Farewell to Rory Cellan-Jones
Rory Cellan-Jones leaves the BBC this week, and he will be sorely missed.
Not just by our viewers — for whom “That Rory” is one of the most trusted voices on the air — but also his colleagues who will be lining up to offer a heartfelt farewell to one of the kindest, most decent people in British journalism.
I was lucky enough to work closely with Rory over several years. You learn a lot about a person after 12+ hours traipsing through endless grotesquely-carpeted corridors in the convention centres of Las Vegas, or after a long day of broadcasting that begins with a 5am wake-up call from 5Live, and ends with the stresses of the News at Ten.
It will surely come as no surprise that throughout those kinds of experiences, Rory was the ultimate colleague, mentor and friend. From the airing of my first TV package, when he took time out to point out many rookie errors to this rookie, to the kind words offered over a leaving toast on my final day at the BBC, Rory offered nothing but generosity and support.
That’s not a given in the news business. In an ego-driven industry, where correspondents can be protective of airtime at the expense of newer reporters, Rory went out of his way to elevate the careers of those around him. I was lucky enough to be one of many to benefit, and for that I’m incredibly grateful.
Sadly, his departure signals the end of an era of technology coverage at the BBC, not just as it relates to him, but the structure of technology reporting in the BBC’s newsroom in general.
The unfathomable decision to move the technology news team to Glasgow has seen several people with decades of combined experience walk out the door. Expertise a private company — or maybe just a smarter public broadcaster — would have done a lot more to keep. The geographical upheaval has no basis in logic, and will serve to diminish the BBC’s access and influence on key stories and with important sources. It makes no more sense to move BBC Tech to Glasgow than it would to relocate BBC Shropshire there too.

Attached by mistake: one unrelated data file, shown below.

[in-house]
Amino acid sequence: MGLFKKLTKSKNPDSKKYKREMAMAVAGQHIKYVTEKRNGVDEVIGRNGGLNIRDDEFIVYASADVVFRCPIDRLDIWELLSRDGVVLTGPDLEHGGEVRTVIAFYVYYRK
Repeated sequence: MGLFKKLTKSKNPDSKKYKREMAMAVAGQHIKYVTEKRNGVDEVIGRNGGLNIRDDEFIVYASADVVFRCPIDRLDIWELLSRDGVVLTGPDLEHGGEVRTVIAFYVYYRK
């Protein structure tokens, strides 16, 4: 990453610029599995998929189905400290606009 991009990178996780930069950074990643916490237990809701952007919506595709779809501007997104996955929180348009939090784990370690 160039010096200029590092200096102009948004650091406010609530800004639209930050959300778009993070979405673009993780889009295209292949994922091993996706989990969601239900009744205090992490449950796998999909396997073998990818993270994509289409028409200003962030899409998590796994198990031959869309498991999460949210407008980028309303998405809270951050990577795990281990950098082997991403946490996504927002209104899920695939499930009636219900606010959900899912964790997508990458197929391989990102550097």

In short — the licence fee payer, and anyone who cares about the health of the British technology industry, should be disappointed that the BBC no longer considers technology news a priority*.
But, for the moment, let’s put that worry on ice. Since I can’t do it myself in person on Thursday night, I’m instead raising a virtual glass to Rory as he heads on to new things, projects I’m sure will continue his record of accessible, meaningful tech journalism. I also hope, above all else, it’s a chance to put his feet up.
Rory, it was an absolute blast. Thank you.
(* I should stress that this is not a commentary on the calibre of the team that will be working in Glasgow. In particular, having worked with Zoe Kleinman for even longer than I have known Rory, I can say there’s no-one better to take the reins. If there’s anyone who knows how to navigate this new era, it’s Zoe.)